The modern cost of repairing a tractor has resulted in hordes of farmers abandoning computerized systems altogether, acceding that the repair costs and headaches as not worth the potential of an automated and more efficient farming future. It’s subsequently not surprising that, in a September issue of Farm Journal, farm auction expert Greg Peterson found that demand for newer tractors was dropping. Meanwhile, the prices and demand of older tractors has increased. Simply put, there’s a growing number of farmers more keen on the idea of using older and simpler machines that don’t require a computer to fix.
It all comes down to farmers understandably wanting an affordable and open-source way to fix the machines that their farming livelihoods depend on. If the future of farming is truly represented by these high-tech machines, these farmers are wondering why manufacturers continue to be so secretive about how to fix these machines that farmers spend many thousands of dollars on.
Oftentimes, repairs for these machines require different connectors and specific diagnostic software to even begin the repairs, which means that even the handiest and most engineering-inclined farmers have no chance at repairs without the proper digital authorization—and that’s something the manufacturers don’t grant easily. John Deere’s repair interface, for instance, requires specific access to diagnostic software that is essentially hack-proof, making it impossible for many farmers to repair themselves some of the most popular farming equipment available.
I reached out to several companies that specialize in farming and ranching equipment. I was lucky enough to get a response from the Global Livestock Equipment Group—a collective originally founded by Arrow Farmquip. Their representative took me through their catalog of cattle handling systems and pointed out which ones involve computers. The answer: Not many. While cattle handling is admittedly a different beast than maintaining acres of farmland, the challenges are the same: introduce products with fewer proprietary parts, and improve transparency when it comes to repair processes.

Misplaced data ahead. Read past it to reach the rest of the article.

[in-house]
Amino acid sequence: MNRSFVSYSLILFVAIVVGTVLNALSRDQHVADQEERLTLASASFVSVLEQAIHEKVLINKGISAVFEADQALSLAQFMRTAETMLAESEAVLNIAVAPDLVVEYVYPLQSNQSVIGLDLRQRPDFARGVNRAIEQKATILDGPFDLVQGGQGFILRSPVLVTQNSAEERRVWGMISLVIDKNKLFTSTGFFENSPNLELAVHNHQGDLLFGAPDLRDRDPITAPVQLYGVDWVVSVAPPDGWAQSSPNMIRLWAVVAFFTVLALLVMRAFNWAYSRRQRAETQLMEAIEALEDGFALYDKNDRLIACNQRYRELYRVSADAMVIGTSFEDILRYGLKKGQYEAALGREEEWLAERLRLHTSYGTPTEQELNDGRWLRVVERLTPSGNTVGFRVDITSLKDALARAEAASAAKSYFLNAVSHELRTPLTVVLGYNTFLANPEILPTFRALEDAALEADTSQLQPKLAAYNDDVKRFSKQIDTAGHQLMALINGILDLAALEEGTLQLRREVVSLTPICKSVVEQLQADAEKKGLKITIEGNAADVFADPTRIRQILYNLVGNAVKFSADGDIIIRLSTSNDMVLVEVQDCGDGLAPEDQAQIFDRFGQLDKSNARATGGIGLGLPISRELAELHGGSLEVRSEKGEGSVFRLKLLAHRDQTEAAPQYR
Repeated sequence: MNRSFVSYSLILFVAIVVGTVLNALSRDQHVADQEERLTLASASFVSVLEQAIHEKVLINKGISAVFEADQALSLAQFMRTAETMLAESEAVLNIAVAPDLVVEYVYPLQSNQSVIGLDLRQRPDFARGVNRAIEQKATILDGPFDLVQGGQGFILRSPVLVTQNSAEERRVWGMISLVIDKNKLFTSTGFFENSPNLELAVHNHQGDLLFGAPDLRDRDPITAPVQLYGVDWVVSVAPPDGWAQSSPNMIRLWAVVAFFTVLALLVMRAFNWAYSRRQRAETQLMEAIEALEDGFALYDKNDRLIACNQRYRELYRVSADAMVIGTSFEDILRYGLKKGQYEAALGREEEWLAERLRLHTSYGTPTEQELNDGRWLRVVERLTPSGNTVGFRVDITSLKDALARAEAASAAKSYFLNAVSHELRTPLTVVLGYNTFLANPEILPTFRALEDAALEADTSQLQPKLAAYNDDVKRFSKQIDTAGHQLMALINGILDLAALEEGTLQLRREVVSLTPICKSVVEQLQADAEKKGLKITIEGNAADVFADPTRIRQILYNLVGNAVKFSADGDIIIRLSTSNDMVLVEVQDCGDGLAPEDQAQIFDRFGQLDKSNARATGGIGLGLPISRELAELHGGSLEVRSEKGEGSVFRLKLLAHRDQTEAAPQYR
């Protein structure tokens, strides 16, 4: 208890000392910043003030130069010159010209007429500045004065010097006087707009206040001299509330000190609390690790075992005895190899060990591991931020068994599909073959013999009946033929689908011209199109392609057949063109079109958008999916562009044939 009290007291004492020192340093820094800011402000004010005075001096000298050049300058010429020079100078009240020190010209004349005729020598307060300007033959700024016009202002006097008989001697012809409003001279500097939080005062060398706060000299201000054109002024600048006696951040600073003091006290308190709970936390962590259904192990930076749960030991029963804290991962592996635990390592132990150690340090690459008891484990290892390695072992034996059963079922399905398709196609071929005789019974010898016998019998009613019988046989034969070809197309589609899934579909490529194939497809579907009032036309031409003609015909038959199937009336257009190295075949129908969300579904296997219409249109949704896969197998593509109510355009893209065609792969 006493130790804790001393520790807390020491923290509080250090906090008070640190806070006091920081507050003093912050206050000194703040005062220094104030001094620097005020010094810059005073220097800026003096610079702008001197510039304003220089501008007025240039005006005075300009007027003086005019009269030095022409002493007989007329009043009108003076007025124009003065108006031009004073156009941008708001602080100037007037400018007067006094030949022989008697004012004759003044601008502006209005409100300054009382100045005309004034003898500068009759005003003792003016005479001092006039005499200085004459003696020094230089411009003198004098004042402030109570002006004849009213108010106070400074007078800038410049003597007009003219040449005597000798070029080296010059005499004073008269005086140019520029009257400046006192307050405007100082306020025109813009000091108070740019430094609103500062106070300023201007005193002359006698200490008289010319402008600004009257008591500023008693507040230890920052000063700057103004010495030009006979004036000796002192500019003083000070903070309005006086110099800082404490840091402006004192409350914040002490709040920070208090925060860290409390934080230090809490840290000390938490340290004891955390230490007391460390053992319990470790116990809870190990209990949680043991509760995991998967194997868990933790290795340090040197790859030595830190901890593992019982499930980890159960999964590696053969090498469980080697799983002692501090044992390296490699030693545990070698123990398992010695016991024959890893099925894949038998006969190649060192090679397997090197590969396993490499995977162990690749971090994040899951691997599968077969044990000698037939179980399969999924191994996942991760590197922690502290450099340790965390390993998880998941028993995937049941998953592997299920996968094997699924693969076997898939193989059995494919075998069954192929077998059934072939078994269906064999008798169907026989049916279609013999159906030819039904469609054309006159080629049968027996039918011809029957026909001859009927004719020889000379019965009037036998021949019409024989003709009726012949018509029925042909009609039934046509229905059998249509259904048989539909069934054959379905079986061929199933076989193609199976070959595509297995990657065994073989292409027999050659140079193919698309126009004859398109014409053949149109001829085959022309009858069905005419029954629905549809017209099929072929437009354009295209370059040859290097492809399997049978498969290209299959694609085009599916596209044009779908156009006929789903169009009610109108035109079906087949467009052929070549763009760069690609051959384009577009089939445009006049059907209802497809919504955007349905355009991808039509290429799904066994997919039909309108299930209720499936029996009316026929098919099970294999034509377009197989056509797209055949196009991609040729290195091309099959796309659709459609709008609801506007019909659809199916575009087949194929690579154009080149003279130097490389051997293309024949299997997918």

But the larger world of farming and ranching is still in a difficult place as it makes its peace with the Internet of Things. Seeing how many of these companies aren’t budging in their refusal to provide diagnostic access and repair info, farmers have taken action with Farm Hack, an online community founded by Dorn Cox in 2010 that has the aim of “helping our community of farmers to be better inventors, developing tools that fit the scale and their ethics of our sustainable family farms.”
In promoting free knowledge and providing an open-source database of farming tools and repair data, Farm Hack is currently in a legal grey area. But it’s helping farmers out nonetheless while promoting open-source knowledge among some of the country’s hardest-working individuals, who continue to be an essential force in an improving economy despite the absurdities they encounter in trying to fix their own tools.